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Trapped explorers led out of Mexican cave

Flash flood trapped six British explorers

Great Britain
Vicente Fox

CUETZALAN, Mexico (CNN) -- British Royal Navy divers on Thursday led to safety all six explorers trapped in a warren of caves in eastern Mexico.

Over several hours, the men swam out of the cave one at a time. They had been trapped in the flooded cave for a week.

Each emerged in apparent good health and spirits, officials said.

The men were to be taken to a nearby military hospital to be checked out.

They are also to be interviewed by immigration officials because they entered on tourist visas and didn't notify the Mexican government about their expedition, officials said.

A source with the British embassy said the entire expedition group is to fly back to London on Friday.

Among the cavers were four members of the British navy.

British authorities said the men were developing teamwork skills by exploring the cave complex, which covers some 38 square miles (100 square km), near the town of Cuetzalan.

With the divers' help, Chris Mitchell was the first to emerge from caves after traversing a tunnel 100 yards long and 6 feet high that was filled with water.

The navy divers arrived at the site Wednesday, accompanied by representatives of the British Embassy in Mexico City.

Diplomacy flap

The underground saga has had an impact in high places. On Wednesday, Mexican President Vicente Fox -- traveling in Honduras -- expressed irritation at the presence of the British military.

Fox said the team had entered Mexico on tourist visas and failed to notify the Mexican government that some were members of the British military and that they were going on an expedition.

"I have instructed the foreign relations minister to file a formal protest immediately and to request a clarification from the British government what were they doing here," Fox said.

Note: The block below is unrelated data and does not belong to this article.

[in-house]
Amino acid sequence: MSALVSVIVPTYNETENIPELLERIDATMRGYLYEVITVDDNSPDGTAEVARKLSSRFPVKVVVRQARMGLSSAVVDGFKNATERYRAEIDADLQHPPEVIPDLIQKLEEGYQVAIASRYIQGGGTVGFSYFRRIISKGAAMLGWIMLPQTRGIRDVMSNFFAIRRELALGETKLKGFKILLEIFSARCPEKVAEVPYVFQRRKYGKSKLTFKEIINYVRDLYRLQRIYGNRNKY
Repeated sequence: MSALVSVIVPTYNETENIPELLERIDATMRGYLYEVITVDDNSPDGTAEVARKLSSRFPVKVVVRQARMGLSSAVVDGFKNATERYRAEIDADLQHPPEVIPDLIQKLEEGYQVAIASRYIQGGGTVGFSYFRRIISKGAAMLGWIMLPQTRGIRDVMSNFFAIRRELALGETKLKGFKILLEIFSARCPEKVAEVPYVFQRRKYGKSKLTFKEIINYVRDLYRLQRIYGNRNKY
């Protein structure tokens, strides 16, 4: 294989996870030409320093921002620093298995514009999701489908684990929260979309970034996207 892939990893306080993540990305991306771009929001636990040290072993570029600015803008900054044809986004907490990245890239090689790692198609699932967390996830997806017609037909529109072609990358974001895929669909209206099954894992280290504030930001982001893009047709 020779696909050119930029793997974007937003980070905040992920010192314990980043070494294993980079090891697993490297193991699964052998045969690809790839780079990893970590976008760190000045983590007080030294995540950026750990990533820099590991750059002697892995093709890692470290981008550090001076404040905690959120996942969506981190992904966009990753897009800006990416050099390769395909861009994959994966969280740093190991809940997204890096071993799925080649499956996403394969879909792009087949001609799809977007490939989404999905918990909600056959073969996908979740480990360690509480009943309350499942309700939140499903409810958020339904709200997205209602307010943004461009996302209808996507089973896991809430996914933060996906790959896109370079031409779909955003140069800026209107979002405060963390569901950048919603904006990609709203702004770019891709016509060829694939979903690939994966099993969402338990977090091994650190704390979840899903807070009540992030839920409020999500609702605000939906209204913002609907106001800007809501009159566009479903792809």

In London, British Ministry of Defense spokesman Paul Sykes denied Thursday that the explorers lacked the necessary authority to enter Mexico or the caves.

"We don't allow adventurous training like this ... without completion of a clearance procedure," he said in a phone interview. "And that's done before they go."

He added, "We are very clear, in our own minds, that the necessary liaison did take place and clearance procedures were completed."

Sykes said officials at the Foreign Office in London discussed the situation Thursday with Juan Jose Bremer, Mexico's ambassador to Britain.

The press attaché for Bremer said the ambassador had asked for information about what the men -- all British nationals -- were doing in Mexico.

Steve Whitlock, leader of the expedition, has said the cave structure may be among the world's longest and that the group is trying to map it for the Royal Geographical Society of Great Britain.

The expedition set off March 16 on what was to have been a two-day trip. When flash floods cut off their exit the next day, they went to a prepared underground camp that was stocked with food, sleeping bags, a first-aid kit and a radio.

CNN's Melissa Gray and Harris Whitbeck contributed to this report.

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